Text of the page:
BY: Karin Schimke
I have a confession to make: I have not read Anna Karenina.
I have no explanation. I haven’t avoided it, but it has somehow never crossed my path either. Every now and again someone does that sigh and dreamy-eyed look that seems to accompany or precede mention of the great Leo Tolstoy novel and I think again “I must get around to that book”. But I never have.
Finding time to read Anna Karenina has now turned into a small emergency: the film is being released in 2013 and I must see it on the big screen as I fear my small, fat third-hand television – the one I practically have to start with a hand crank and intermittently thump on the head when its anxious buzzing threatens to drown out dialogue from a DVD – will destroy the experience for me.
I am simply not prepared to go and see that particular movie without having read the book first. Judging from the various people over the years who have spoken of Anna Karenina in a way that made it clear that the book is a peak reading experience – I would be committing several kinds of wrong by opting for the shortcut movie version above the story presented in its intended and original form of a novel.
There are quite a number of a very exciting literary works that have been or will be turned into movies in the new year. Already The Life of Pi – that truly brilliant, unusual story by Yann Martel which was published eleven years ago – is on the screen and having read it and listened to the audio book I’m chomping at the bit to experience it in one more medium.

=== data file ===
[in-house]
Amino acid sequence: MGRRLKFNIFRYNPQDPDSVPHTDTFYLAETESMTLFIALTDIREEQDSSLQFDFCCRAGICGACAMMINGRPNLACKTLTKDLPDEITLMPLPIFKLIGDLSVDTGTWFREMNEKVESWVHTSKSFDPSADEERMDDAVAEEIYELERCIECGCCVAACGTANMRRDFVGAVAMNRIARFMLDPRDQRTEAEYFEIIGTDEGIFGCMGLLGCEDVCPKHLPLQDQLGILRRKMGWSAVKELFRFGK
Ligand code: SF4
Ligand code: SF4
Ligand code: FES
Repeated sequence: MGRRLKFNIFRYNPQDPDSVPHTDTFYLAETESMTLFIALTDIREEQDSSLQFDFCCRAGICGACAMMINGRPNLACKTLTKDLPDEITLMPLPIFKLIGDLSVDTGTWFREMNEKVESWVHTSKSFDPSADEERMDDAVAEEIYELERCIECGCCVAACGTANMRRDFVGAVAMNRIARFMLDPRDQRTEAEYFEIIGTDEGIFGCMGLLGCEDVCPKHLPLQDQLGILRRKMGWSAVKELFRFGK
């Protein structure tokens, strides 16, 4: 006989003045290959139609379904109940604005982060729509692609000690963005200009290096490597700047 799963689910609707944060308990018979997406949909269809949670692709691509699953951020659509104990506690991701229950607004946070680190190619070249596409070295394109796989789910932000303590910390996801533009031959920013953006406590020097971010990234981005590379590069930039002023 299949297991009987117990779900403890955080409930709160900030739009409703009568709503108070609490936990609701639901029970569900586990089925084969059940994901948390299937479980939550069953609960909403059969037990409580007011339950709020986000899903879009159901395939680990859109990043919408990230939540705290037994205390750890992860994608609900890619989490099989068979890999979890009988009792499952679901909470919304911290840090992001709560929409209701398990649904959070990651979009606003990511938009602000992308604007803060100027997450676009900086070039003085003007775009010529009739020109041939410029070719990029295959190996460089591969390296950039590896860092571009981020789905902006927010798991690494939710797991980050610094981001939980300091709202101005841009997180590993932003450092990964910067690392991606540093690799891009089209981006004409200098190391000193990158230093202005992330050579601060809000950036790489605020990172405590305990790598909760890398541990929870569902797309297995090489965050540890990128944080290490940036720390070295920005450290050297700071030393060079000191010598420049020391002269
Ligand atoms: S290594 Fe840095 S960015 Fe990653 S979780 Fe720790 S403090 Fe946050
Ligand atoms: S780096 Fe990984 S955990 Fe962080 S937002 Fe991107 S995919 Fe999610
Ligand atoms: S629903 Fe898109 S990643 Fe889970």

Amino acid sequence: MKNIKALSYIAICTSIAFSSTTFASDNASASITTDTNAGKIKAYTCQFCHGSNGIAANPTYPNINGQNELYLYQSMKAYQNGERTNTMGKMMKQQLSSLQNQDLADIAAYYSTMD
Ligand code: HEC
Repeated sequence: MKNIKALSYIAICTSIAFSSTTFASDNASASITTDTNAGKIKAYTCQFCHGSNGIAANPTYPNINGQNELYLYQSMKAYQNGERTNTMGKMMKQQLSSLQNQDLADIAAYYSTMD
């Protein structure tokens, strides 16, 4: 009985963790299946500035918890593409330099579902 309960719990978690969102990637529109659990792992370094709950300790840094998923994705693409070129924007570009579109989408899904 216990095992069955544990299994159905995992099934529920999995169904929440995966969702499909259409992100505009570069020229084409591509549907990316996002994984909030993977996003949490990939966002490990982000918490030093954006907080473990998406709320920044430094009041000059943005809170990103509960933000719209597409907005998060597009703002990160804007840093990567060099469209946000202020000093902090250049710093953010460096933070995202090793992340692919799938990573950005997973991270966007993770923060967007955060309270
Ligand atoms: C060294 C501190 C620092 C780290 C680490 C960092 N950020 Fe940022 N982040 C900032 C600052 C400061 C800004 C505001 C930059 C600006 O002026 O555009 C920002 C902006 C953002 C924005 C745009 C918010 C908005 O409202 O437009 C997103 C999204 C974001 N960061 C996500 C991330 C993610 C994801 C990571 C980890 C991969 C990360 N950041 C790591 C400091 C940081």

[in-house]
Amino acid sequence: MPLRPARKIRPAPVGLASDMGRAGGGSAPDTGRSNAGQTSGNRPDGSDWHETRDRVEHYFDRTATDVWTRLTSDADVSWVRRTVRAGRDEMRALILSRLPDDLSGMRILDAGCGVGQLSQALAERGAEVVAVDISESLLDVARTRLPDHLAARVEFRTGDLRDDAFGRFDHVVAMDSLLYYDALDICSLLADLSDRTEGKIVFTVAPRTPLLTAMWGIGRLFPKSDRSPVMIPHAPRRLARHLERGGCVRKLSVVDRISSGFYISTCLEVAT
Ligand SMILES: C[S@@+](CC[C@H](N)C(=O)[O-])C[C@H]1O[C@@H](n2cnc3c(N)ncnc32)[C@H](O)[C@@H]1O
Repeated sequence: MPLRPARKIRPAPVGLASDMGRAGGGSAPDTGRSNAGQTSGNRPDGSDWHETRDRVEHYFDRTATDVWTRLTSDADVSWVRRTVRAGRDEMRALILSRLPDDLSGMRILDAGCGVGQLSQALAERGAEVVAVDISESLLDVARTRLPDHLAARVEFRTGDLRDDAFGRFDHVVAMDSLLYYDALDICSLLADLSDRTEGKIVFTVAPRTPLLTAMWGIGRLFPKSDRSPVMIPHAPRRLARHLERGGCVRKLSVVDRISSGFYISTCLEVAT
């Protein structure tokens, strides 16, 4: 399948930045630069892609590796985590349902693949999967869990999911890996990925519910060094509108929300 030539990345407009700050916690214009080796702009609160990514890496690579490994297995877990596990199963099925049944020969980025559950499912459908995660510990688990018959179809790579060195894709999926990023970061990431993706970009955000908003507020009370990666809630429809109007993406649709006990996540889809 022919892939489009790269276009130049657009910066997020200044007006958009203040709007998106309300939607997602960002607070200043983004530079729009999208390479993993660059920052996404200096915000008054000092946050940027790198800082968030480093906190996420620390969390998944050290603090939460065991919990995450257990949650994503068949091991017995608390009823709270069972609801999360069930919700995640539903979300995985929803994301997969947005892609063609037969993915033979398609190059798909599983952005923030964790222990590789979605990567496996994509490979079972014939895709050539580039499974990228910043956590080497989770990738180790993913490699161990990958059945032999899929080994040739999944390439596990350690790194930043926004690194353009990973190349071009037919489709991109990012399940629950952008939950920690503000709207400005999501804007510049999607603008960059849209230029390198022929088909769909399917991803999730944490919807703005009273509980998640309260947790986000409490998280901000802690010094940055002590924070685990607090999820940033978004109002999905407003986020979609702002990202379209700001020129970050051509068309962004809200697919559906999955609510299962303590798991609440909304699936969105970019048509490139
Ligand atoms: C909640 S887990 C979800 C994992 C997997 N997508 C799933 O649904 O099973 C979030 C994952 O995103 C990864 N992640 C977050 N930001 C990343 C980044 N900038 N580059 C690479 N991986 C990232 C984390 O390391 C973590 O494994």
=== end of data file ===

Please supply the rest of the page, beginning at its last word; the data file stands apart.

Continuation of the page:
I’ll skip The Hobbit, being (flay me for this sin) not a fan of Tolkien in any form, but I’m definitely going to see Cloud Atlas. The original book – written in 2004 – felt uninviting, positively inhospitable, to me. I know from experience that when this happens with a book that comes highly recommended by many people, it has more to do with my own emotional or intellectual development, than with the novel, but I’ve had no great urge to get back to Cloud Atlas, so the movie shortcut in this case is indicated.
What I’m really looking forward to seeing on the big screen next year are books I read a long time ago: The Bell Jar, by Sylvia Plath, The Great Gatsby by F. Scott Fitzgerald, A Confederacy of Dunces by John Kennedy Toole, On The Road by Jack Kerouac and The Book Thief by Markus Zusak.
I find that now, thinking of them, I can remember only the scrappiest general summary of each book, but have retained a happy sense that they were wonderful stories, each of them. So they bear repetition – because no-one gets sick of a good story.
- I’d be keen to know what movies from books others have recently seen and what they thought of them. I managed to see The Life Of Pi and The Silver Linings Playbook.